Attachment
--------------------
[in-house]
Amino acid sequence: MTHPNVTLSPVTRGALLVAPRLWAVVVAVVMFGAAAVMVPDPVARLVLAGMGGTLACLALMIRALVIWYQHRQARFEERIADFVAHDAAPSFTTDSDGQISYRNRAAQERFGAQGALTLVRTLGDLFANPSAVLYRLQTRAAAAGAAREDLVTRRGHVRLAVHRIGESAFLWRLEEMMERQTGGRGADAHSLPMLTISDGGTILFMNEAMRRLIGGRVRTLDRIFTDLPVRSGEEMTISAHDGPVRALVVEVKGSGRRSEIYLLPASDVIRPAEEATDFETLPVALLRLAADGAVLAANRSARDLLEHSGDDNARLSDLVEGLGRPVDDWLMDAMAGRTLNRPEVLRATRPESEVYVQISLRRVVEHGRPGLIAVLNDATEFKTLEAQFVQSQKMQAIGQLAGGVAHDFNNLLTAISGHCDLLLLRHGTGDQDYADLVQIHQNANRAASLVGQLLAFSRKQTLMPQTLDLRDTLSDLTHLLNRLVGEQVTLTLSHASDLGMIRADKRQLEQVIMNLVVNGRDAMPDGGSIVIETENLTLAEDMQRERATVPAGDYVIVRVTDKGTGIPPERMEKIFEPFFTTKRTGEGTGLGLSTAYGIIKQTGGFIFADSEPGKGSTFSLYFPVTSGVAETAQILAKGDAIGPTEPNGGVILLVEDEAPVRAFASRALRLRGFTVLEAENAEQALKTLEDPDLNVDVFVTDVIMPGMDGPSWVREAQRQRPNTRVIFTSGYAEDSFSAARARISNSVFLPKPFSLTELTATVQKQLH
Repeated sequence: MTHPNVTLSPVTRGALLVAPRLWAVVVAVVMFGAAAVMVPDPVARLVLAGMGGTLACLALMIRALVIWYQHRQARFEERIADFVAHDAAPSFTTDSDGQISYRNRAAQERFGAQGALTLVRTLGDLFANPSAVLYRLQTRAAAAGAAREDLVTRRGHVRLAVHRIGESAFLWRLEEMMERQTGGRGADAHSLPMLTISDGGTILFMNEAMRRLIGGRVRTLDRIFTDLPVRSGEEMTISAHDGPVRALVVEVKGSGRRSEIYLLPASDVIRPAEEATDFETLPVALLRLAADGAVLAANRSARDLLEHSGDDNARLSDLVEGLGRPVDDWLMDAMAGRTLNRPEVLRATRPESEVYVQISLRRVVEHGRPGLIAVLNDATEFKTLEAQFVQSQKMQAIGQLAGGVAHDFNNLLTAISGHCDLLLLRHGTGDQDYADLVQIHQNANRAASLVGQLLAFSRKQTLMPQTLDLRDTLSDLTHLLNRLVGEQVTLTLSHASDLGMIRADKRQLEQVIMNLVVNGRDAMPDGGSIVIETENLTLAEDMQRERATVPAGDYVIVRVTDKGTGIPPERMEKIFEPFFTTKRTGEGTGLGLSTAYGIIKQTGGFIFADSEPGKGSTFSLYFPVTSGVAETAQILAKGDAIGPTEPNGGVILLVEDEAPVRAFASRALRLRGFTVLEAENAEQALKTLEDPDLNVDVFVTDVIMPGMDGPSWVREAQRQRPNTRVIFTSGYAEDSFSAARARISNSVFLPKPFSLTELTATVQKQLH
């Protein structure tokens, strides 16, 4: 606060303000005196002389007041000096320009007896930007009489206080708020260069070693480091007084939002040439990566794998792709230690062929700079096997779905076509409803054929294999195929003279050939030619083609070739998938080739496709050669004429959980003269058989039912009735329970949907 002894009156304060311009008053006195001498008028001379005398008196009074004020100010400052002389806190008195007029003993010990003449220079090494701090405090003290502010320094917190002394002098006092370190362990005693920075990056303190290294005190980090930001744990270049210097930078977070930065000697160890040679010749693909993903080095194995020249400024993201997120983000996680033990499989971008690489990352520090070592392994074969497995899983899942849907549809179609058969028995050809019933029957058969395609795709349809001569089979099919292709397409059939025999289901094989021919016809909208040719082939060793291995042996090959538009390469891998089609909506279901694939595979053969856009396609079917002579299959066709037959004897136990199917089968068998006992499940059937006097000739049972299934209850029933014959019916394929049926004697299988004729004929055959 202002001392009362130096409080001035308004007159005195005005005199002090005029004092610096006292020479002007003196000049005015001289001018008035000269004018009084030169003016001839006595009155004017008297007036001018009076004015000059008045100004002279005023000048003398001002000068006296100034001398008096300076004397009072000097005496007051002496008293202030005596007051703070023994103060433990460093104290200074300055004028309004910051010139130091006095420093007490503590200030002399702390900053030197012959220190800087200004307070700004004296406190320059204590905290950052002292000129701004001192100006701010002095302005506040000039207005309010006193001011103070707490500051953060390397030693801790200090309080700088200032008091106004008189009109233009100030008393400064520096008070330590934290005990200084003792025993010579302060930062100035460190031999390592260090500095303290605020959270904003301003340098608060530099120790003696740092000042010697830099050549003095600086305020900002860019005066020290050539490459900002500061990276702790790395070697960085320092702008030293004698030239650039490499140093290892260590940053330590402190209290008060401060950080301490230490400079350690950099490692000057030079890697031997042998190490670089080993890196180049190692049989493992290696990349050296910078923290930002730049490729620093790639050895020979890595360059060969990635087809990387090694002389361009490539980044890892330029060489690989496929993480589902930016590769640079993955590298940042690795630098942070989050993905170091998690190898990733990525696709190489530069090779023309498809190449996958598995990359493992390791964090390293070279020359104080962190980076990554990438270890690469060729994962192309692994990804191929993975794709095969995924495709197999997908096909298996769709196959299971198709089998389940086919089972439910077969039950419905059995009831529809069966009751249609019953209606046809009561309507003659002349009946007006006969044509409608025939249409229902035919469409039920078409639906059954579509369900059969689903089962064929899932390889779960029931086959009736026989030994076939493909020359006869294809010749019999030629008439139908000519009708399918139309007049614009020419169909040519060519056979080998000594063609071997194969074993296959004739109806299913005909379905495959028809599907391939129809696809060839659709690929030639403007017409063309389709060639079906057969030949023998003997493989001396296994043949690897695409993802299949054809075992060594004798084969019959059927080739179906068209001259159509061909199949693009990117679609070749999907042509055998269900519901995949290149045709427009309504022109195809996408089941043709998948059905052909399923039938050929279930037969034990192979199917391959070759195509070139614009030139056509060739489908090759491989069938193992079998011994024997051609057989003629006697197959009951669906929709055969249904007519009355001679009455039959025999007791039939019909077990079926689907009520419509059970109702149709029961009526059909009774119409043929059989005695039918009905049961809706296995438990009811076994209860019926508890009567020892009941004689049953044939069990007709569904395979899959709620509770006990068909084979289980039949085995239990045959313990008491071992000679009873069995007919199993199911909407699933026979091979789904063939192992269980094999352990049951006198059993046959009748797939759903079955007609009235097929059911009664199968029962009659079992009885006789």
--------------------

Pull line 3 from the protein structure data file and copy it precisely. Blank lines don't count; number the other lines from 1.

Repeated sequence: MTHPNVTLSPVTRGALLVAPRLWAVVVAVVMFGAAAVMVPDPVARLVLAGMGGTLACLALMIRALVIWYQHRQARFEERIADFVAHDAAPSFTTDSDGQISYRNRAAQERFGAQGALTLVRTLGDLFANPSAVLYRLQTRAAAAGAAREDLVTRRGHVRLAVHRIGESAFLWRLEEMMERQTGGRGADAHSLPMLTISDGGTILFMNEAMRRLIGGRVRTLDRIFTDLPVRSGEEMTISAHDGPVRALVVEVKGSGRRSEIYLLPASDVIRPAEEATDFETLPVALLRLAADGAVLAANRSARDLLEHSGDDNARLSDLVEGLGRPVDDWLMDAMAGRTLNRPEVLRATRPESEVYVQISLRRVVEHGRPGLIAVLNDATEFKTLEAQFVQSQKMQAIGQLAGGVAHDFNNLLTAISGHCDLLLLRHGTGDQDYADLVQIHQNANRAASLVGQLLAFSRKQTLMPQTLDLRDTLSDLTHLLNRLVGEQVTLTLSHASDLGMIRADKRQLEQVIMNLVVNGRDAMPDGGSIVIETENLTLAEDMQRERATVPAGDYVIVRVTDKGTGIPPERMEKIFEPFFTTKRTGEGTGLGLSTAYGIIKQTGGFIFADSEPGKGSTFSLYFPVTSGVAETAQILAKGDAIGPTEPNGGVILLVEDEAPVRAFASRALRLRGFTVLEAENAEQALKTLEDPDLNVDVFVTDVIMPGMDGPSWVREAQRQRPNTRVIFTSGYAEDSFSAARARISNSVFLPKPFSLTELTATVQKQLH